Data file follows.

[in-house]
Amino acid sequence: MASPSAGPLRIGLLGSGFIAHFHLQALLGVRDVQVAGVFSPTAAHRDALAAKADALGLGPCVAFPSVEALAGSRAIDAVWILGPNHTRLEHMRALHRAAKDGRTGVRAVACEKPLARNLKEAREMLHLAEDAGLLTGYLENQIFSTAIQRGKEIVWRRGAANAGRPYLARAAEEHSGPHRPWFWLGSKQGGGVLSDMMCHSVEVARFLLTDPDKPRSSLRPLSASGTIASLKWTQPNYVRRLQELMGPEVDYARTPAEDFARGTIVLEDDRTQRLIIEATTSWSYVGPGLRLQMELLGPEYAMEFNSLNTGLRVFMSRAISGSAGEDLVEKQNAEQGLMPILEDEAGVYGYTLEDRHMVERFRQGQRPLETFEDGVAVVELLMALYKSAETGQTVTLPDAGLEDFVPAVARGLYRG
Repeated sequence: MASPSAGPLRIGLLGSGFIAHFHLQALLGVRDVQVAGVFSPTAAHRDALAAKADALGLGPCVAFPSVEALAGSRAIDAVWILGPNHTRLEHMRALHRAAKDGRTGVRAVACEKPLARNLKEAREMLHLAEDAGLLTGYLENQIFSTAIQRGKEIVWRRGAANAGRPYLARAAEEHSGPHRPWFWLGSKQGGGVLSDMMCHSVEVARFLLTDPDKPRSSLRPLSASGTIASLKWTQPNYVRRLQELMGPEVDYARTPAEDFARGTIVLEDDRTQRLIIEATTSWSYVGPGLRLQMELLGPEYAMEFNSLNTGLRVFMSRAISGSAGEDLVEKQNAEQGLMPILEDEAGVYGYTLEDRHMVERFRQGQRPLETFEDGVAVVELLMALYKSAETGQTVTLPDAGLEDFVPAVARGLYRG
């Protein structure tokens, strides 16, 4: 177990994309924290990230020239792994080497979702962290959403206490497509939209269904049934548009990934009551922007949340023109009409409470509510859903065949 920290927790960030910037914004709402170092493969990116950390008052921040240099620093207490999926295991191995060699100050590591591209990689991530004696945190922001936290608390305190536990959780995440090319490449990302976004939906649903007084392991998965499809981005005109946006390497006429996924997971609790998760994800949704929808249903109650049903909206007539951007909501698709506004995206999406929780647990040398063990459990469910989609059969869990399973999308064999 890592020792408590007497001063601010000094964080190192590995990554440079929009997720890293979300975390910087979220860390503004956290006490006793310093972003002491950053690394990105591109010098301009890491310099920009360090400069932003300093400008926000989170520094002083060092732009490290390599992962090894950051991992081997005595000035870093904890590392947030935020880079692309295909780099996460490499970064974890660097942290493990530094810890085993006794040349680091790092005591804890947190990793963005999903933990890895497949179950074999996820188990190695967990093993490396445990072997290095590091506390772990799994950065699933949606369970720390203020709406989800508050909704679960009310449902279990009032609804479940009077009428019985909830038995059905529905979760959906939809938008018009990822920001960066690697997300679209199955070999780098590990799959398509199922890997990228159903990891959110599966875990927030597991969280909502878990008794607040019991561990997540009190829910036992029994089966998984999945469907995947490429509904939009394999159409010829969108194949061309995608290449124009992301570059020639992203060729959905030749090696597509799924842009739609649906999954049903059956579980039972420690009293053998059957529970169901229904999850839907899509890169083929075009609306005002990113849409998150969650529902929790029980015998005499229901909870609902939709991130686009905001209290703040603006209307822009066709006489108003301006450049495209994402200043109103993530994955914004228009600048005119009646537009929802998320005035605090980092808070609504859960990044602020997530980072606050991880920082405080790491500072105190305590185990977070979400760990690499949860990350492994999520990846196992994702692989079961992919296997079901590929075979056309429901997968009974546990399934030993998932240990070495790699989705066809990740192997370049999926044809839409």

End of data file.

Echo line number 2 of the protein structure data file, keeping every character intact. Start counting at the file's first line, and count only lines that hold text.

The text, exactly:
Amino acid sequence: MASPSAGPLRIGLLGSGFIAHFHLQALLGVRDVQVAGVFSPTAAHRDALAAKADALGLGPCVAFPSVEALAGSRAIDAVWILGPNHTRLEHMRALHRAAKDGRTGVRAVACEKPLARNLKEAREMLHLAEDAGLLTGYLENQIFSTAIQRGKEIVWRRGAANAGRPYLARAAEEHSGPHRPWFWLGSKQGGGVLSDMMCHSVEVARFLLTDPDKPRSSLRPLSASGTIASLKWTQPNYVRRLQELMGPEVDYARTPAEDFARGTIVLEDDRTQRLIIEATTSWSYVGPGLRLQMELLGPEYAMEFNSLNTGLRVFMSRAISGSAGEDLVEKQNAEQGLMPILEDEAGVYGYTLEDRHMVERFRQGQRPLETFEDGVAVVELLMALYKSAETGQTVTLPDAGLEDFVPAVARGLYRG